2006 was a great year in many ways for me and I hope for all of you as well, and this note will serve as my version of a New Year message, but for me it’s much more.
2006 also brought a couple of extraordinary new challenges to my life. During this year of great experiences in my family, my business, my volunteer activities, and many personal highlights, I also suffered the loss of dear loved ones including my own “Pop”, Charlie Black, and my closest friend in my business life, Chris Cottey.
My Dad squeezed every drop out of his wonderful 84 years, and there are really no regrets. I’m proud to have served on his ship. Losing Chris is a lot different, and there is no way to feel anything but regret about the great years lost. Yes, this is sad, but I’m not looking for anyone to send me a message of condolence. That is not why I needed to write this story.
I want to share a great learning that I have taken away from these experiences, one that I did not expect. You see, it started when I became the unexpected beneficiary of a wonderful piece of life called hospice.
In case you are unfamiliar with hospice, it is a process that allows people to pass away in the most peaceful and nurturing environment possible – in their own homes among loved ones. Hospice is great for the person who is passing, but our hospice experience offered an unexpected epiphany. You see, the really big impact was not on my Dad, it was on me.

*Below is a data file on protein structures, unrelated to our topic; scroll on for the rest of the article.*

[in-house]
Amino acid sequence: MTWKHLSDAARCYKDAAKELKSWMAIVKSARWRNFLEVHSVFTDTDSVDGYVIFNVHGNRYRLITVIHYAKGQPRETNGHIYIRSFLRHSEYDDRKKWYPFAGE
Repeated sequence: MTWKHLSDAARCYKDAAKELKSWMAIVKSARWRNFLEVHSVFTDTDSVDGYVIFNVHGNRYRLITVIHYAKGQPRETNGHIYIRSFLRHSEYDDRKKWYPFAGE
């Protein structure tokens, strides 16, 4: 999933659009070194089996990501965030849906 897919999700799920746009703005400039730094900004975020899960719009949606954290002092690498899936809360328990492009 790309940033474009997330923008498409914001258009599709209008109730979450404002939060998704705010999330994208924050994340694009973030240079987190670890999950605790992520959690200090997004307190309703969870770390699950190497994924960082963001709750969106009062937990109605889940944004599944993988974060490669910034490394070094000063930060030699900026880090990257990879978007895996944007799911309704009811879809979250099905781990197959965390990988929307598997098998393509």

These wonderful hospice people make sure every interaction with family members is as caring and sensitive as possible. Their objective with everyone is to “do no harm”. Their deep and heartfelt caring was clear in how they treated me. It made everything so much easier. And while experiencing my loss, to my surprise, I found that I was being taught an extraordinary lesson about my own personal responsibility in dealing with others.
I realized that I must commit myself to treat others with goodwill at heart; I must do it all the time, one interaction after another.
But being realistic, it’s not as if every interaction is easy and positive. Sometimes news may not be good and tough decisions have to be made. However for me, even when the news is hard to deliver, goodwill from the heart must be the foundation I draw on for both positive and the more difficult constructive/negative interactions.
Living this way will serve as the greatest tribute I can offer to both my Dad and my friend Chris.
So Happy New Year my friends; for me, it’s truly a Brand New Year, and I plan to be a better person for the lessons I learned from hospice.
You know, I really could have learned the same things before, if I had just paid closer attention to the way people were treated by Charlie Black and Chris Cottey.
So, how about you? Are there special people in your life that could inspire you and change you…but it’s not happening? Well, just like me, maybe you need to just pay a little closer attention.
Thanks for sharing time with me. I wish you all an extraordinarily fulfilling 2007.